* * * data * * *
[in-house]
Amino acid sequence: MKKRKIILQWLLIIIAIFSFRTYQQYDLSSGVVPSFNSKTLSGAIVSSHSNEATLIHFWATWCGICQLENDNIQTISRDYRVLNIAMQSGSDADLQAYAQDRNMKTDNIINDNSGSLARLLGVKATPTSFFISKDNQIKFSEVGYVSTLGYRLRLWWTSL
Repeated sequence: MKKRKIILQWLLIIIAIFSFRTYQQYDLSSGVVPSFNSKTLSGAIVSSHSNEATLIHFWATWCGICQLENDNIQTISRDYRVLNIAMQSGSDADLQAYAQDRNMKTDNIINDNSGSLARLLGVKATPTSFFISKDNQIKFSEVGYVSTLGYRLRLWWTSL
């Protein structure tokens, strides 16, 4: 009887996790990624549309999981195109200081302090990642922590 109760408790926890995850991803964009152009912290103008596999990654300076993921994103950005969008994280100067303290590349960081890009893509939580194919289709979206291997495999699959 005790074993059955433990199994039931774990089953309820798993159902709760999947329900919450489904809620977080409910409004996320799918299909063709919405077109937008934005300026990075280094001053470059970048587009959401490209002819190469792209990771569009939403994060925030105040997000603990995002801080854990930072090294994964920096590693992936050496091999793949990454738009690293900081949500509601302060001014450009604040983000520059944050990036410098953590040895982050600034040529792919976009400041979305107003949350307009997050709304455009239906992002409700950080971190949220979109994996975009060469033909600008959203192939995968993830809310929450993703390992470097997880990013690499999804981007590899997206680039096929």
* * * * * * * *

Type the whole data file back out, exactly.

[in-house]
Amino acid sequence: MKKRKIILQWLLIIIAIFSFRTYQQYDLSSGVVPSFNSKTLSGAIVSSHSNEATLIHFWATWCGICQLENDNIQTISRDYRVLNIAMQSGSDADLQAYAQDRNMKTDNIINDNSGSLARLLGVKATPTSFFISKDNQIKFSEVGYVSTLGYRLRLWWTSL
Repeated sequence: MKKRKIILQWLLIIIAIFSFRTYQQYDLSSGVVPSFNSKTLSGAIVSSHSNEATLIHFWATWCGICQLENDNIQTISRDYRVLNIAMQSGSDADLQAYAQDRNMKTDNIINDNSGSLARLLGVKATPTSFFISKDNQIKFSEVGYVSTLGYRLRLWWTSL
């Protein structure tokens, strides 16, 4: 009887996790990624549309999981195109200081302090990642922590 109760408790926890995850991803964009152009912290103008596999990654300076993921994103950005969008994280100067303290590349960081890009893509939580194919289709979206291997495999699959 005790074993059955433990199994039931774990089953309820798993159902709760999947329900919450489904809620977080409910409004996320799918299909063709919405077109937008934005300026990075280094001053470059970048587009959401490209002819190469792209990771569009939403994060925030105040997000603990995002801080854990930072090294994964920096590693992936050496091999793949990454738009690293900081949500509601302060001014450009604040983000520059944050990036410098953590040895982050600034040529792919976009400041979305107003949350307009997050709304455009239906992002409700950080971190949220979109994996975009060469033909600008959203192939995968993830809310929450993703390992470097997880990013690499999804981007590899997206680039096929």